A shift in SCV attitude about water

Signal file photo

Having emerged from at least four years of drought, one in every four Santa Clarita Valley residents has changed their landscaping ways

In a recent study undertaken by the Castaic Lake Water Agency examining the attitude of SCV residents towards water and towards conserving it, survey takers found that 25 percent of the SCV community made changes to their landscaping this past year

Last year, when residents were told to water their lawns only twice a week and urged to cut their water use by 25 percent compared to what they consumed in 2013, SCV residents responded – or, at least, one in every four homeowners on your street did.

“I think that’s a good number,” said Stephanie Anagnoson, the agency’s water conservation supervisor who helped prepare the 2016 Attitude & Awareness Study unveiled this week.

“I think it shows the inclination to change is there,” she said, noting scores of SCV residents took advantage of the agency’s turf replacement program, replacing lawn with drought-tolerant alternatives.

The report is scheduled to presented Thursday to the agency’s board of directors.

Of the one-in-four people who changed their attitudes, and then changed the look of their front yards, 62 percent of those people removed or reduced the amount of grass in their yard.

At least 32 percent of those same water conservers put in plants that use comparatively low amounts of water; 10 percent got rid of their plants altogether; 10 percent built patios and decks; and 23 percent planted food producing plants – such as orange trees.

Bucking the conservation trend, however, 23 percent of SCV residents laid down more grass or sod.

Part of the agency’s push to convince residents to conserve water – and help it meet the Governor’s mandate imposed last year on water agencies to conserve water by 25 percent – was to change people’s attitudes about landscaping.

Agency staff, on the conservation front, point to the latest study as proof they did effectively change the attitude of residents – or at least one in four of them.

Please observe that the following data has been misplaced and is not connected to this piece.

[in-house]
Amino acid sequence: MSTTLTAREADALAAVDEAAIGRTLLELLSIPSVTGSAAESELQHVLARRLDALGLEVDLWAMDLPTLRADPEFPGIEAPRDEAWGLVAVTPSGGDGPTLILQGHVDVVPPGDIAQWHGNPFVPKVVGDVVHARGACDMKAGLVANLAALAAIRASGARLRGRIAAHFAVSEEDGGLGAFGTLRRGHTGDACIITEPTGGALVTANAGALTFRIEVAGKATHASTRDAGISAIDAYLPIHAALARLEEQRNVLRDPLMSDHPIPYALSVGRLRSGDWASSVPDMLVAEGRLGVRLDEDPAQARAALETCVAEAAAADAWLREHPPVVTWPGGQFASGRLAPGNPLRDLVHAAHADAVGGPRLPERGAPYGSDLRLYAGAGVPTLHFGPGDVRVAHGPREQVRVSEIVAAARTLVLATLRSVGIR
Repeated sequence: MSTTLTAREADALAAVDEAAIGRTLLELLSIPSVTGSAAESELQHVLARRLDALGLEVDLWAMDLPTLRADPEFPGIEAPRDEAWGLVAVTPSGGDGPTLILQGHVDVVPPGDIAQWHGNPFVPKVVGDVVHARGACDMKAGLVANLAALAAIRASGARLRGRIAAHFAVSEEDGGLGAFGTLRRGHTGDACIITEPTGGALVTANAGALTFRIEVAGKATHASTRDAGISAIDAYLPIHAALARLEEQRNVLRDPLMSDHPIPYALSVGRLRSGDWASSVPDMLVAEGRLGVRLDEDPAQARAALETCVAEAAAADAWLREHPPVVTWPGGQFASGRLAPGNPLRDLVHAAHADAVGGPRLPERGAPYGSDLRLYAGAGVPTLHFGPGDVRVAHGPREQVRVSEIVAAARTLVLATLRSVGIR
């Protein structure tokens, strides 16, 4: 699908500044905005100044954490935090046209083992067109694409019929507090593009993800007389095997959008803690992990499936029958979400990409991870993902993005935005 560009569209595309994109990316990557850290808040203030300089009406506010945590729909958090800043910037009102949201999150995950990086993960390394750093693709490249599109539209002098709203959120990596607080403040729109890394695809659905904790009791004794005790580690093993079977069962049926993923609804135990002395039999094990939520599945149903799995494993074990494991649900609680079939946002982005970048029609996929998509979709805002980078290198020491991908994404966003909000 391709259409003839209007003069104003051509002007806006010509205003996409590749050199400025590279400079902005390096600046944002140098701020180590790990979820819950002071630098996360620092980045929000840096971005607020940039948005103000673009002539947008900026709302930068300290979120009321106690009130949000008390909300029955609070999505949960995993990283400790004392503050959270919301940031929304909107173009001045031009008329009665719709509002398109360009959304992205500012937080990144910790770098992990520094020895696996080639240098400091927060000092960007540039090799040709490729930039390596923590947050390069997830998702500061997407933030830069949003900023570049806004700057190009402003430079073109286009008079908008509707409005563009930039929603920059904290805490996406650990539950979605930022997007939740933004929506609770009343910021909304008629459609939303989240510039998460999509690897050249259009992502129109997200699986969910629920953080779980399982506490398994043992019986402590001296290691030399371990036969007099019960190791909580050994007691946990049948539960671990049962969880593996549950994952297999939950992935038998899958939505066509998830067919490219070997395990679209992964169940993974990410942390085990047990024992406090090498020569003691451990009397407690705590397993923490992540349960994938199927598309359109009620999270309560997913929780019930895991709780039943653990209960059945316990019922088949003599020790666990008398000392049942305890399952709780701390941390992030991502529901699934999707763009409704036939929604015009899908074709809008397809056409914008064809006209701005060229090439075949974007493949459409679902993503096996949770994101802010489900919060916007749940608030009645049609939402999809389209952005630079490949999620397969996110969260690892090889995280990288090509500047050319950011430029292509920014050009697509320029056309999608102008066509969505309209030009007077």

“There’s been a significant decline lately in the number of people now taking advantage of the turf replacement program,” Dirk Marks, the agency’s water resources manager, said Tuesday.

Although lawn-watering restrictions imposed on SCV residents have been lifted, Marks reminds SCV water users that the drought is not over.

“Because our water was stored – and the foresight in good water management – it has allowed us not to be continuing lawn-watering restrictions,” he said.

Residents and institutions who qualify for the agency’s turf replacement program receive $2 for every square foot of lawn removed from their grounds.

Emerging from a summer of drought last year in 2015 Marks told The Signal: “One of the objectives of our turf replacement program is to change the turf-centric mindset when it comes to landscaping in the Santa Clarita Valley,” he said.

“We think that planting with SCV-friendly plants better achieves that goal.”

The latest study shows that at least some turf-centric mindset has been changed.

Those interested in changing their own landscaping attitudes and want to know more about the  agency’s lawn replacement program can call 661-297-1600 or visit www.clwa.org/conservation.


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